The brain therefore selects from the environment around the individual and cuts out the extraneous noise. In effect, the brain makes automatic decisions as to what is relevant and what is not. Even though there may be many things happening around you, you are unaware of most of them; in fact, experiments have shown that some information is filtered out by the optic nerve even before it gets to the brain.

People quickly learn to ignore extraneous noises: Therefore the information entering the brain does not provide a complete view of the world around you. When the individual constructs a world-view, she then assembles the remaining information to map what is happening in the outside world.

Any gaps and there will, of course, be plenty of these will be filled in with imagination and experience. This mapping will be affected by the following factors:. This can happen through a process known as chunking, whereby the individual organises information into chunks of related items. For example, a picture seen while a particular piece of music is playing might be chunked as one item in the memory, so that sight of the picture evokes the music and vice versa.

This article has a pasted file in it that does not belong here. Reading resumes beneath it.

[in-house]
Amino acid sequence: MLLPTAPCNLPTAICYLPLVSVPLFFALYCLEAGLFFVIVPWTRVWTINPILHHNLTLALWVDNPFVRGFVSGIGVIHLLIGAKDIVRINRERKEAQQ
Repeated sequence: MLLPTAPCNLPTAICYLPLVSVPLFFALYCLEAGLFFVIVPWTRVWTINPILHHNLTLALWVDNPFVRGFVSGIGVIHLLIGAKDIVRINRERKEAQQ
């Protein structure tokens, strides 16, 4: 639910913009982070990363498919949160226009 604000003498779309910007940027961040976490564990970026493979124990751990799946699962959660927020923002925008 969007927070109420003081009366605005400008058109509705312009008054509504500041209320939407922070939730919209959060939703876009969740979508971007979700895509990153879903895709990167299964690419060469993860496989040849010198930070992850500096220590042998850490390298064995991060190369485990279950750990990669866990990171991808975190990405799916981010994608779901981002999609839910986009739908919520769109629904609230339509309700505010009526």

This is the degree to which the brain is selecting from the environment. It is a function of how much is going on around the individual, and also of how selective concentrated the individual is on the current task. Selectivity is also subjective: These lead individuals to interpret later information in a specific way.

For example, look at this series of numbers and letters:. This leads us to interpret later experience in the light of what we already know. Psychologists call this the law of primacy, Sometimes sights, smells or sounds from our past will trigger off inappropriate responses: An example of cognitive mapping as applied to perception of product quality might run as follows.